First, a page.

I did the best that I could. I accounted for time needed to roll out doughs, to chill them and to make the requisite accompaniments. I scheduled the brief but integral intervals when the chefs would demonstrate new techniques. I accounted for our lunch break and even left some time at the end of the schedule for review. I was confident that, while my itinerary might not have been perfect, it was one that would work.

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The next morning I arrived early, as I always do, and Chef Jürgen quickly double-checked the validity of my bold offer to volunteer. I had no intention of shying away from the task at hand or asking him to proof my work. He took the quickest of glances at my itinerary and instructed me to write it out on the board. I thought that had to be a good sign. I did so, wondering if there was some crucial error that he intentionally left in my plan, just so he could point it out to the class.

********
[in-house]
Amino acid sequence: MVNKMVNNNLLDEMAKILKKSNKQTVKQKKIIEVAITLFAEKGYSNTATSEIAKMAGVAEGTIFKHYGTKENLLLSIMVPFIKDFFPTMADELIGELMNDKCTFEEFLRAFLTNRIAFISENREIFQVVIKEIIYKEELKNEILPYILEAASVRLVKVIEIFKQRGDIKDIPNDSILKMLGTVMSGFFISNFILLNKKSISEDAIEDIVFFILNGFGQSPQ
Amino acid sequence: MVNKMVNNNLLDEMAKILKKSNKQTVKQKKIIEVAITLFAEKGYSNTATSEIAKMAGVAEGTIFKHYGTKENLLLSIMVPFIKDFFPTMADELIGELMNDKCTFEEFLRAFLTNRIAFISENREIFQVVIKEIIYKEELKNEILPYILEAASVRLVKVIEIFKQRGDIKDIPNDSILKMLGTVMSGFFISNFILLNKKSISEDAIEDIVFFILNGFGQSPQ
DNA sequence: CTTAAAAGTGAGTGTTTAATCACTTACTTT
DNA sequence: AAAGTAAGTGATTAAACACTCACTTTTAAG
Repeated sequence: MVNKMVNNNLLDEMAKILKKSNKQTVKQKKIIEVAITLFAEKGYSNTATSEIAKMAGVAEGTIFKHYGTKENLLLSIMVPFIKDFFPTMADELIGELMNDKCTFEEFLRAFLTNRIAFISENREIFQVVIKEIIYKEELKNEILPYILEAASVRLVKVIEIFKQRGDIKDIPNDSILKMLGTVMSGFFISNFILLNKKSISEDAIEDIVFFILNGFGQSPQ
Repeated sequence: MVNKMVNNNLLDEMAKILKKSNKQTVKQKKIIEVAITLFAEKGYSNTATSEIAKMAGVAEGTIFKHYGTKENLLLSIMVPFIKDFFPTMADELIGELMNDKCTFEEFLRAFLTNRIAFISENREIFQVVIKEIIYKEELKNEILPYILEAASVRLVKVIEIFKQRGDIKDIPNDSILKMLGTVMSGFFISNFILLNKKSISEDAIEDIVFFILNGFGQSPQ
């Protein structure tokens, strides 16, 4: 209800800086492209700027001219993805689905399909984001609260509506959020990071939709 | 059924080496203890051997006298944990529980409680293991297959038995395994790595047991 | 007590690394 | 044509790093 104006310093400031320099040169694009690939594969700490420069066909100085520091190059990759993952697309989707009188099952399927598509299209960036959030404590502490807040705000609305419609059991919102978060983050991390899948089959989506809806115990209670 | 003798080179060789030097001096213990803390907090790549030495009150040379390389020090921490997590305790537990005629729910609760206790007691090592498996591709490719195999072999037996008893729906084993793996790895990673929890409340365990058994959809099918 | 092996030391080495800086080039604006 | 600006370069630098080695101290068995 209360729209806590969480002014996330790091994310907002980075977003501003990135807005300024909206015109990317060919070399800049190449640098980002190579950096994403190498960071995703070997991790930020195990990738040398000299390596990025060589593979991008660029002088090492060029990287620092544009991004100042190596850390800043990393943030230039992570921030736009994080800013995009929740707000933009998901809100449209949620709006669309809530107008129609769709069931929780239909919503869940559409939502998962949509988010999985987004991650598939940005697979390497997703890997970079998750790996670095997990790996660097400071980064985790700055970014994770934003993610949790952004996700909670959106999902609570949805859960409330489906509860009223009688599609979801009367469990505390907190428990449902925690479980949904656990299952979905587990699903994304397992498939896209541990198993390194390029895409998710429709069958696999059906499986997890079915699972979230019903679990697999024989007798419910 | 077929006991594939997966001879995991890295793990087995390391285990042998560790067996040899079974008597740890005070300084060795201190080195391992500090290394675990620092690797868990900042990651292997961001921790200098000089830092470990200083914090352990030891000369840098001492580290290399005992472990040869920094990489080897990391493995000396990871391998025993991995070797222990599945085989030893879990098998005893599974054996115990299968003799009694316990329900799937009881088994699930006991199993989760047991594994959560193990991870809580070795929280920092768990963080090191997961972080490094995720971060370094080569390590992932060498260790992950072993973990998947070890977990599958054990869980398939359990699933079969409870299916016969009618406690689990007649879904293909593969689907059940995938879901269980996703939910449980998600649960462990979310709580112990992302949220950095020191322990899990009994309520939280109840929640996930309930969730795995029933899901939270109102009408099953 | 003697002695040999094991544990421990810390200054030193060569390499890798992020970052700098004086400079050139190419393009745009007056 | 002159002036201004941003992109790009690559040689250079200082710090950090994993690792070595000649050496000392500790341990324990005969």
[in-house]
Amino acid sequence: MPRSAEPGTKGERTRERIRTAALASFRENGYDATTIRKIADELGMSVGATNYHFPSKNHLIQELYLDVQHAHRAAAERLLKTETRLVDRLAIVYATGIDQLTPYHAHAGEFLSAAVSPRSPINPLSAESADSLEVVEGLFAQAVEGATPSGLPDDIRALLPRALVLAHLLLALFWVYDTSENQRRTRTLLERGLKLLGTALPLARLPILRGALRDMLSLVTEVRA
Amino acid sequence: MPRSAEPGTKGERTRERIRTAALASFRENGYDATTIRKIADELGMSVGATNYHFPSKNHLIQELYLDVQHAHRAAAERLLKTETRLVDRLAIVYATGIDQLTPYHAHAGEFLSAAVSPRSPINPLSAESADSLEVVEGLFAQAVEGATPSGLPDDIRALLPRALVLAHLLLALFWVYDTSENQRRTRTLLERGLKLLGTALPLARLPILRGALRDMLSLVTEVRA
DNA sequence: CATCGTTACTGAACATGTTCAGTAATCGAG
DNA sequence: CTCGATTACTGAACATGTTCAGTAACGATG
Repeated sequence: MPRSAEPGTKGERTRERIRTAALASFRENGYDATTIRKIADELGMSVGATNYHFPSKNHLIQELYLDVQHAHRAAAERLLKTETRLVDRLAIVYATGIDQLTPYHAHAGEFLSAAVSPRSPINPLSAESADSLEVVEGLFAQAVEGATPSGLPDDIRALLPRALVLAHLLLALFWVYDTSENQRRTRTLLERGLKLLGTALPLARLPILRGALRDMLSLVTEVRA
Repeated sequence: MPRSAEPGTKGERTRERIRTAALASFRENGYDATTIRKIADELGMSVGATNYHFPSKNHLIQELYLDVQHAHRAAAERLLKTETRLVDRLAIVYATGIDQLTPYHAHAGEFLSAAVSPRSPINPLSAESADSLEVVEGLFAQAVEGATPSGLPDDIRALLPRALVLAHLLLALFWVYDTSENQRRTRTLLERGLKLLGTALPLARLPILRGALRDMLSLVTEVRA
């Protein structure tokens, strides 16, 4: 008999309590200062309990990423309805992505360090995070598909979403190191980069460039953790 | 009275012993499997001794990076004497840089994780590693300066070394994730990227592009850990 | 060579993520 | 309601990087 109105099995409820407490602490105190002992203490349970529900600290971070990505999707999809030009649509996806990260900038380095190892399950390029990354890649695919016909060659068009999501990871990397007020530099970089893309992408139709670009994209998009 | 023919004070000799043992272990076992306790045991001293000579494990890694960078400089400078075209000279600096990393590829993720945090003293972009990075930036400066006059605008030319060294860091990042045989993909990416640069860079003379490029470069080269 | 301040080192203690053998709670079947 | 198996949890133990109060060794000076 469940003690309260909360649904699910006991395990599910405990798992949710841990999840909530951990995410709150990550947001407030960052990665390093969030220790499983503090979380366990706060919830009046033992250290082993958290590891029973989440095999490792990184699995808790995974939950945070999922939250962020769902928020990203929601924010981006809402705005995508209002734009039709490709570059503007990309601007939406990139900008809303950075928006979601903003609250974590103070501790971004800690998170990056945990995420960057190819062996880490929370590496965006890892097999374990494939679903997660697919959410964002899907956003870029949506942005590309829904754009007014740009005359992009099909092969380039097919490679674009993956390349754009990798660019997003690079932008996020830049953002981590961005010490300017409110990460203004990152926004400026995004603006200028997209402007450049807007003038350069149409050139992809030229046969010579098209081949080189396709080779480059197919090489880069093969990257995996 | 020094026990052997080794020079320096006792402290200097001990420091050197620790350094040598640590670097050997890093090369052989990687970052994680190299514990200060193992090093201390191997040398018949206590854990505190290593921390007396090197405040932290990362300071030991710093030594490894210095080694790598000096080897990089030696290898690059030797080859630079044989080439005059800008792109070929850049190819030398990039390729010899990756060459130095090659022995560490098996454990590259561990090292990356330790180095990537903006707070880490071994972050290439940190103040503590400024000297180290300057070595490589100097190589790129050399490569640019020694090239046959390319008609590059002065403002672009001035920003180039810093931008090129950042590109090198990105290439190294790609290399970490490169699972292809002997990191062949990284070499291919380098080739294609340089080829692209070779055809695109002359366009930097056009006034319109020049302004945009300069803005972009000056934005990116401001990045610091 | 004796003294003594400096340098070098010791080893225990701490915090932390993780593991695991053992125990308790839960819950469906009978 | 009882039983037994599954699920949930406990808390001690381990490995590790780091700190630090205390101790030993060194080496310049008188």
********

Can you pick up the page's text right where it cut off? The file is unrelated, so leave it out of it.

“Looks good,’ he said, analyzing my handiwork as I finished up. “Very nice job.”

Whew. We ended up using my itinerary exactly as written that day, and it worked out perfectly. That was an excellent lesson, reminding us that each day at ICC we are learning things that we might not even be consciously aware of. It wasn’t exactly a life-threatening challenge, like surviving a day in the arena from “The Hunger Games,” but I still felt heroic about it.

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Learn more about Professional Pastry Arts

Rachael Ray’s Scholarship Competition

Make your culinary dreams come true with Rachel Ray Show‘s first-ever ICC scholarship competition!


Looking for a fresh start?